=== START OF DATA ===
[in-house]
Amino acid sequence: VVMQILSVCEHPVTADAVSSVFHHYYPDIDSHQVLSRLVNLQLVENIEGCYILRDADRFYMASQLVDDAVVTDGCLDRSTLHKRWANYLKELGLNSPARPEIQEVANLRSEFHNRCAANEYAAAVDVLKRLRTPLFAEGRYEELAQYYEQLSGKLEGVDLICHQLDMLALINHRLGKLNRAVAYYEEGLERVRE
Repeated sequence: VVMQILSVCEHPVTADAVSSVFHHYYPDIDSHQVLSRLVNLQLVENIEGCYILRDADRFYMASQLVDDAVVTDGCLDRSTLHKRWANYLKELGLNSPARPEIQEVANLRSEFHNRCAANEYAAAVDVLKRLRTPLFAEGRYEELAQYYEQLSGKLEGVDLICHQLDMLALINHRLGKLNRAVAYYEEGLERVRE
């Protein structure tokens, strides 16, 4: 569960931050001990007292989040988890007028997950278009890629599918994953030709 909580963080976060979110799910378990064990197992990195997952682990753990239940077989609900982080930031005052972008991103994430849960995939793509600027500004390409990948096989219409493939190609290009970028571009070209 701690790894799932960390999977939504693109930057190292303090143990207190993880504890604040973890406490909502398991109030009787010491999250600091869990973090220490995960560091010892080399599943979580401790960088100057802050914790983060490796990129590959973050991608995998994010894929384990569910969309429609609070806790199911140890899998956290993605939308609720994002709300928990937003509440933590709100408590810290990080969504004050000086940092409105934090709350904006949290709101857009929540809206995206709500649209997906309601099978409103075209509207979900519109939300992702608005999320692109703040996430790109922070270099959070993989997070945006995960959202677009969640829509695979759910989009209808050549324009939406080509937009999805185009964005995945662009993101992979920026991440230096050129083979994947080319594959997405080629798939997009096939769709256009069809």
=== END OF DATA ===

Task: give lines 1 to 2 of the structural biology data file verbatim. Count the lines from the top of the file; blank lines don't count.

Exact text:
[in-house]
Amino acid sequence: VVMQILSVCEHPVTADAVSSVFHHYYPDIDSHQVLSRLVNLQLVENIEGCYILRDADRFYMASQLVDDAVVTDGCLDRSTLHKRWANYLKELGLNSPARPEIQEVANLRSEFHNRCAANEYAAAVDVLKRLRTPLFAEGRYEELAQYYEQLSGKLEGVDLICHQLDMLALINHRLGKLNRAVAYYEEGLERVRE